1. The Jehovah’s Witness in their translation of the scriptures, (The New World Translation) translates this phrase “and the word was a god.” They do this by supplying the indefinite article “a” where none is in the Greek.

2. Unlike any other widely followed religious leader in history, Jesus Christ made a unique claim. He declared Himself God. Not a god, not god-like, but God incarnate - the Creator of the universe in human flesh. Verse three leaves no doubt that Jesus is the creator of the universe. “All things were made through Him, and without Him nothing was made that was made.”

3. 1 Corinthians 8:6 supports this same division of labor concerning Creation, “yet for us there is one God, the Father, of whom are all things, and we for Him; and one Lord Jesus Christ, through whom are all things, and through whom we live.”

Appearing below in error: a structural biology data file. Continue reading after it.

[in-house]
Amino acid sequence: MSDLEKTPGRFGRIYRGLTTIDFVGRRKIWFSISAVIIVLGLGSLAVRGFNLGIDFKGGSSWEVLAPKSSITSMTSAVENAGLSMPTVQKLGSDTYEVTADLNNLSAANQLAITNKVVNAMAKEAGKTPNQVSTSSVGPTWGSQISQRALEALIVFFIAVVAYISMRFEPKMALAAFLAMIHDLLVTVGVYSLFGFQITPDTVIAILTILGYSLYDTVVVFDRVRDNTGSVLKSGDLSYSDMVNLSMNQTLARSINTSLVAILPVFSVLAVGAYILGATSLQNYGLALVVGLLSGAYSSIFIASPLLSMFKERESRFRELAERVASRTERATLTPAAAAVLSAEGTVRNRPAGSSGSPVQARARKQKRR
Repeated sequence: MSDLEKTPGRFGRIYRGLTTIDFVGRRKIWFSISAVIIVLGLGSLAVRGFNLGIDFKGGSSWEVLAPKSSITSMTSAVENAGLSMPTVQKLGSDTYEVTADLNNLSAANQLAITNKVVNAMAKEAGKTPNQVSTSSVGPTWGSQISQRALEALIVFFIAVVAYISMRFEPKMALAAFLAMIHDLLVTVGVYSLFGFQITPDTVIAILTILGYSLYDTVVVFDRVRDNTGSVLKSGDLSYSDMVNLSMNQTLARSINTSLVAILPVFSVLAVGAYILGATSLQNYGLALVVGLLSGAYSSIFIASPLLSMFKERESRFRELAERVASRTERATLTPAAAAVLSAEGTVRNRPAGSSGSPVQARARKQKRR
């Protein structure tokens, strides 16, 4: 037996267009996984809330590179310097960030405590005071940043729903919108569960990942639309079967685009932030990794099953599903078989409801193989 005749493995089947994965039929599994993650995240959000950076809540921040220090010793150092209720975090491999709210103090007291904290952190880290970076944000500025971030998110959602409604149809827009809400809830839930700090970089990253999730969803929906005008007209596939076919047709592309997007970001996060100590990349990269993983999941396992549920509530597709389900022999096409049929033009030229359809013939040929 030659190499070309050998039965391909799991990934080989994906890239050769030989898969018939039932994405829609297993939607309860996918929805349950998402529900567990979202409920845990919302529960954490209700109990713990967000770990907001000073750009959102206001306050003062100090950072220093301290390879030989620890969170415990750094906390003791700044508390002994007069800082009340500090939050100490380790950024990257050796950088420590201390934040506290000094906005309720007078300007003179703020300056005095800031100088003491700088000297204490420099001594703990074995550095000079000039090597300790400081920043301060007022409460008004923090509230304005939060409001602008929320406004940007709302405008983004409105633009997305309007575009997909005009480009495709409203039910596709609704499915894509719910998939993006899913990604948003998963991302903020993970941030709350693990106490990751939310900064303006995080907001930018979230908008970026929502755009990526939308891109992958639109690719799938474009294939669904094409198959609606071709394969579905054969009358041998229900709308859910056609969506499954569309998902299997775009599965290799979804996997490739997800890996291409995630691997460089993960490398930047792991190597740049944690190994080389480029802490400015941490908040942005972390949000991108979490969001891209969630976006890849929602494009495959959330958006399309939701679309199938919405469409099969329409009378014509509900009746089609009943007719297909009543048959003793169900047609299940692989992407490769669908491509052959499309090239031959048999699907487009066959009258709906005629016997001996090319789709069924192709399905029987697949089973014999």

B. The author of the book of Hebrews also looks back at the beginning when he said:

1. Heb. 1:1 God, who at sundry times and in divers manners spake in time past unto the fathers by the prophets, 2 Hath in these last days spoken unto us by his Son, whom he hath appointed heir of all things, by whom also he made the worlds; 3 Who being the brightness of his glory, and the express image of his person, and upholding all things by the word of his power, when he had by himself purged our sins, sat down on the right hand of the Majesty on high.

2. John when he wrote the book of Revelation again assured that Jesus was the Creator, Rev.4:11 “Thou art worthy, O Lord, to receive glory and honour and power: for thou hast created all things, and for thy pleasure they are and were created.”

C. The Apostle Paul speaks out to reveal in Col 1:15-17 that Jesus is not only the Creator of the Universe, He is the sustainer as well. “Who is the image of the invisible God, the firstborn of every creature: For by him were all things created, that are in heaven, and that are in earth, visible and invisible, whether they be thrones, or dominions, or principalities, or powers: all things were created by him, and for him: And he is before all things, and by him all things consist.